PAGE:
A final and more obvious reason for including women in STEM, is the opportunity to increase and contribute towards a more equal and diversely represented society in general. Increased diversity in representation will contribute to the goals of progressivism, which works towards a more fair and equal society. Whether the fight for equality is through fighting for inclusion, or through the systematic deconstruction of oppressive systems which hold exclusivist power in place; broadening gender parity in STEM can open up opportunities for true advances creating a more equal society.

So, what can we do to help? One of the biggest ways of increasing gender parity, is to tackle barriers within the workplace. Many in-fact cite this as currently the biggest barrier for women in STEM. Reshma Saujani, founder of ‘girls who code’, recently highlighted how, now more than ever, issues such as culture bias and discrimination are obstructing access for women, even more so than issues surrounding the STEM interest pipeline. There are now more women graduating in STEM than ever before and the numbers of girls interested from a young age continue to rise significantly year upon year. The problem now the limitations in recruiting these women, because of bias.

Another method of helping to support gender parity in STEM, is to encourage STEM subjects in young girls throughout school and tackle barriers within classroom such as STEM related stigmas or stereotypes. Traditional stereotypes that see girls as less technically savvy, can have a harmful impact on young girls who develop an interest in STEM related subjects from a young age. An awareness and method of tackling this in schools will serve as a basis for increasing gender parity.

An additional method is celebrating diverse women in STEM. Caroline Criado Perez in her 2019 book ‘Invisible women’, points out how history exhibits a strong data bias when it comes to recording women’s influence on the world. Women have been left out of the history books time and time again, and only a conscious inclusion of women’s efforts and achievements both retrospectively and currently, will help rebalance this.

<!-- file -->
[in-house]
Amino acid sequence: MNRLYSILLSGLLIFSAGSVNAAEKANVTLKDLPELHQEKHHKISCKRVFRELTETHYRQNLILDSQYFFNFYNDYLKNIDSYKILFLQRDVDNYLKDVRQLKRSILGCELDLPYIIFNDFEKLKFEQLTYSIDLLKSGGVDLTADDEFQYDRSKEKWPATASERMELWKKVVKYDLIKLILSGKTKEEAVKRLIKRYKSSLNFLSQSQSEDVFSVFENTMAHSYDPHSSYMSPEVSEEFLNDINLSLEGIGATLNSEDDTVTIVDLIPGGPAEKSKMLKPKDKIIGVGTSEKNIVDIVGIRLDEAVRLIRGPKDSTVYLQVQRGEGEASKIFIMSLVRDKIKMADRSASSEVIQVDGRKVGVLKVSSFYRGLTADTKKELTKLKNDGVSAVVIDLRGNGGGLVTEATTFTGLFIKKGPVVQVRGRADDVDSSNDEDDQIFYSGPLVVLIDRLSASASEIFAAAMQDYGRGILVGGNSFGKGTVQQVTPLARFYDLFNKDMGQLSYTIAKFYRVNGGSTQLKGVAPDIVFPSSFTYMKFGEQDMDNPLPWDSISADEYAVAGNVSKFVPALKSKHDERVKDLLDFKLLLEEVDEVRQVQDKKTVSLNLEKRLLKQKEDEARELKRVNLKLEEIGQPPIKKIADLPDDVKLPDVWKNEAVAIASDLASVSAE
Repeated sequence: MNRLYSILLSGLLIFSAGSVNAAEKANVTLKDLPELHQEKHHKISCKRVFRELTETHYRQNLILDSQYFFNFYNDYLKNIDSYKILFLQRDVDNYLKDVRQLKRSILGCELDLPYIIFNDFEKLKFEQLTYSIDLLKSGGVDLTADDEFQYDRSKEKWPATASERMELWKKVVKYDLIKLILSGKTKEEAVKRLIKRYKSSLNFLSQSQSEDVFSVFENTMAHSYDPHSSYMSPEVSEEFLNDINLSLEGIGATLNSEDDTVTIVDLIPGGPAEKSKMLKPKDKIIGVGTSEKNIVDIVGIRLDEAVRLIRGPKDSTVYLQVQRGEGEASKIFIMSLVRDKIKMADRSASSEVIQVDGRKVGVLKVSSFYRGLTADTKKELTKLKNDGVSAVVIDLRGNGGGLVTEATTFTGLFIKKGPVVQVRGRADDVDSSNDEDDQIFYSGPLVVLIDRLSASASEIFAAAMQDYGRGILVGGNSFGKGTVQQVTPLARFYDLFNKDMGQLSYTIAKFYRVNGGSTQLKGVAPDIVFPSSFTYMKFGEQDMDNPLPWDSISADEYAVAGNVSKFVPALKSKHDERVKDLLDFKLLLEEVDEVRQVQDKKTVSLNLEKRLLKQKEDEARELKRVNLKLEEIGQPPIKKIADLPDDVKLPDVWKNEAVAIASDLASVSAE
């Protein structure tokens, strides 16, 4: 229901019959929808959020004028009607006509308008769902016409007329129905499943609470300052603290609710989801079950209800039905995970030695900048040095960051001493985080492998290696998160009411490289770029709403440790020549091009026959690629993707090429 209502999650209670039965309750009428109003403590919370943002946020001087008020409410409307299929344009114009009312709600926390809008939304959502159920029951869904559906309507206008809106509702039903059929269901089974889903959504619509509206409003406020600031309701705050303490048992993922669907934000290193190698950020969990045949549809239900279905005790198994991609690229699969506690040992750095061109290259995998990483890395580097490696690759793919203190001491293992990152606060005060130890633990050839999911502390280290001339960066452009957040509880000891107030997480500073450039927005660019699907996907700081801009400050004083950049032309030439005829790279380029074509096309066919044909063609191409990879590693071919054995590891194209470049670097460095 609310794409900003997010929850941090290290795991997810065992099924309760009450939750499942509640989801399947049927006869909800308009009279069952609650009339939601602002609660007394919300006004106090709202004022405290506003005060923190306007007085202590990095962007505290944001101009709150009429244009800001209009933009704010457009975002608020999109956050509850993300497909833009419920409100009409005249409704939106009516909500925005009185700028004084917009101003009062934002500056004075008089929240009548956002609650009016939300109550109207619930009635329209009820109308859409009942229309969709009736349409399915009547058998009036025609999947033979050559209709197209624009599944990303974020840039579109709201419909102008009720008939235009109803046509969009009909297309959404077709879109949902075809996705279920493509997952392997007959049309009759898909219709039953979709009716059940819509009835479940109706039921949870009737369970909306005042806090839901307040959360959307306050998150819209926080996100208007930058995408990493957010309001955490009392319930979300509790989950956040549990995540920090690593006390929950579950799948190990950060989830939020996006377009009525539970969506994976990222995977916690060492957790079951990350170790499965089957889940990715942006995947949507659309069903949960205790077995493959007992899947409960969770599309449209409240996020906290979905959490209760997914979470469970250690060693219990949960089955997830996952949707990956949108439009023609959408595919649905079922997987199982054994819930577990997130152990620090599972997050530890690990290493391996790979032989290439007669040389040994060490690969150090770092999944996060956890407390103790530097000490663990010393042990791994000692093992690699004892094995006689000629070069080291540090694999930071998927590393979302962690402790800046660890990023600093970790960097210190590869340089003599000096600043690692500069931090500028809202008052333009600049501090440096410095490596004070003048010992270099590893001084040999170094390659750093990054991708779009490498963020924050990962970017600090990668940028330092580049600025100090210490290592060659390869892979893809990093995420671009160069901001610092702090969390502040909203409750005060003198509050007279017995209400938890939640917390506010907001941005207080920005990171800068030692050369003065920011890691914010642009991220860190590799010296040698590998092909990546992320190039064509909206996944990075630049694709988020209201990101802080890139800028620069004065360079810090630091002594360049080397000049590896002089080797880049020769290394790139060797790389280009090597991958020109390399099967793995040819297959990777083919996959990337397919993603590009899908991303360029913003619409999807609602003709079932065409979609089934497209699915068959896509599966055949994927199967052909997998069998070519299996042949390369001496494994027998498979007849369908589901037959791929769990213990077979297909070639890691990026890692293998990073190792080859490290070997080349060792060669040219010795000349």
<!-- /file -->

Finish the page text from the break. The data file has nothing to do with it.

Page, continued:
If more of us act on issues which tackle gender parity in STEM, we will eventually see a society in which everybody has more opportunities to flourish. 

 

References:

D, Abney and A, Laya. 2018. This is why women must play a greater role in the global economy. [Online]. Accessed 14th May 2019. Available from: https://www.weforum.org/agenda/2018/01/this-is-why-women-must-play-a-greater-role-in-the-global-economy/

J, Kim. 2018. Intersectionality 101: Why “we’re focusing on women” doesn’t work for diversity and inclusion. [Online]. Accessed 14th May 2019. Available from:  https://medium.com/awaken-blog/intersectionality-101-why-were-focusing-on-women-doesn-t-work-for-diversity-inclusion-8f591d196789

N, Gjersoe. 2018. Bridging the gender gap: why do so few girls study Stem subjects. [Online]. Accessed 14th May 2019. Available from:  https://www.google.com.hk/amp/s/amp.theguardian.com/science/head-quarters/2018/mar/08/bridging-the-gender-gap-why-do-so-few-girls-study-stem-subjects

R, Haworth. 2017. Girls in IT: What’s the problem and how can we fix it?. [Online]. Accessed 14th May 2019. Available from:  https://www.huffingtonpost.co.uk/russell-haworth/girls-in-it_b_9792422.html?guccounter=1&guce_referrer=aHR0cHM6Ly93d3cuZ29vZ2xlLmNvbS8&guce_referrer_sig=AQAAAMt8KpVgFBWZKXMq2LaUEpNKLJzr0WNqrRxexfxencbwzgfkQso3_e7ZvCTxH2w-Mw6ZghezlzdoATbZYc3evcURiVcF8smH1sOmrayKqUWOJju5wqKC_mJeX10XDe5yAoetdIO1WkfSk-FEEndmMNcINEyn55FwKc7EHfWAvast